Along the same lines, I tried out Doggie Style Classic Pale Ale. It’s from the Flying Dog Brewery and it’s really nice and subtle. I would liken it to Hoegaarden Light. Not nearly as complex or robust, but if you’re looking for something a little easier to drink than you might like it doggie style. Doggie style does finish with a somewhat spicy taste, which I think, gives it an original taste. This spicy characteristic is a bit surprising on the first sip but by the end of the beer it’s hard not to find it refreshing.
In closing, if you’re a fan of great beer like me you should definitely check out the new Blatz beer cave. Also, make sure to find a pale ale that you like because the hoppy taste can be very soothing and usually has a high alcohol content!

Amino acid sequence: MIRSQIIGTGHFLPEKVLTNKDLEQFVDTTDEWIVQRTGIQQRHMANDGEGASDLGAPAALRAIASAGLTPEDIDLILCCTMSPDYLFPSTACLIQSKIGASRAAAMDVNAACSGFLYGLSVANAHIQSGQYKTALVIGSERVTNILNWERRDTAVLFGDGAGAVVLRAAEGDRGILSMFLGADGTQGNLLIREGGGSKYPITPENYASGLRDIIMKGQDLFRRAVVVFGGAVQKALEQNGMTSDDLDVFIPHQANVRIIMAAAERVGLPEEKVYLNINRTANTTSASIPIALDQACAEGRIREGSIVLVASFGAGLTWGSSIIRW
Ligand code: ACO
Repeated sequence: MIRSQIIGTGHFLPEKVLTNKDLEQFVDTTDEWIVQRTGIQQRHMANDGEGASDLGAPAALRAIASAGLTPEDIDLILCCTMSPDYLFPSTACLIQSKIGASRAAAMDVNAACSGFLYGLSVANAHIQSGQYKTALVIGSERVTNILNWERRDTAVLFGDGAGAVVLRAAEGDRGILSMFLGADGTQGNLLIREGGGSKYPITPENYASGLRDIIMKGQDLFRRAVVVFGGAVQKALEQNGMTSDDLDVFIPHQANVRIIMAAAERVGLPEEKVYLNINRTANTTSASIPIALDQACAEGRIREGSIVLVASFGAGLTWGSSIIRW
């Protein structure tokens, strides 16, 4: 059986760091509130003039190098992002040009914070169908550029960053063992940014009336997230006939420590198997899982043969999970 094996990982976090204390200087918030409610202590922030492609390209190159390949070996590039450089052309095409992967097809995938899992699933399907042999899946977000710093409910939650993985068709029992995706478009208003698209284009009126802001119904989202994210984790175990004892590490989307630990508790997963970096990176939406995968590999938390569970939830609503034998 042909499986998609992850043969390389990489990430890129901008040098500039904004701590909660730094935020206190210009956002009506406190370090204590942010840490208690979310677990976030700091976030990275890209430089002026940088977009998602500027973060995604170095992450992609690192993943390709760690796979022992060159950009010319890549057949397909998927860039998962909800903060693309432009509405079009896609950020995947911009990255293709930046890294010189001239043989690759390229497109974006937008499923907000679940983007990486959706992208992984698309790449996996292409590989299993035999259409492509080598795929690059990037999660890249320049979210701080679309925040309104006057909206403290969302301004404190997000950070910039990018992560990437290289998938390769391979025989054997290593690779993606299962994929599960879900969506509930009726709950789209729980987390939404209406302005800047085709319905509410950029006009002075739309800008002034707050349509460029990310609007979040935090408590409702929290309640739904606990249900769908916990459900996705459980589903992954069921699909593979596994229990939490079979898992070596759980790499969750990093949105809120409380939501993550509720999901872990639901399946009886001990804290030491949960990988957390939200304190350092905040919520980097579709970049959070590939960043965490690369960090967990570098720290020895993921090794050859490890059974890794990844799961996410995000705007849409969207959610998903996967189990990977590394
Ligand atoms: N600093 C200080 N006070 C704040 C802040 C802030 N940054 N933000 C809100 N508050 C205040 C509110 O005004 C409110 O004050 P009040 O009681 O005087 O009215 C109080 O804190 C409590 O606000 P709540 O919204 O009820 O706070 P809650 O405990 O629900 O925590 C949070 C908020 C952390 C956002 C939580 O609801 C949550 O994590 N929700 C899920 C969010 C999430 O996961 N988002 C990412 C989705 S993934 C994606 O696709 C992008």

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Instead of just trying new beers, try new breweries and bars to hop through the weekend

Posted on 29 January 2009 by Zachary Davis

Most of the time I talk about beers to drink in this column, but seeing as this is the first one of the new semester and there are more and more people turning 21, I thought I would do something different. I am going to reveal some of my favorite places to go and drink beer.

I want to begin with the disclaimer that some of these recommendations are based on selection and others on pure atmosphere. To lead us off, the Lakefront brewery Friday night fish fry is a great place to start a weekend. The food is affordable and the beer is delicious as usual. You can also turn this good dinner into a really fun brewery tour. It only costs five bucks and at the end you’re given a collectible pint glass to take home.

If you were looking to get out to Water Street after the tour there is one location that has a down right impressive selection of beer. Bar Louis, which doubles as both a restaurant and bar, has a staggering number of beers on tap for anyone to try. Some of them are brews you would recognize from any liquor store, others are truly rare micro-brews that you can’t find on tap anywhere else.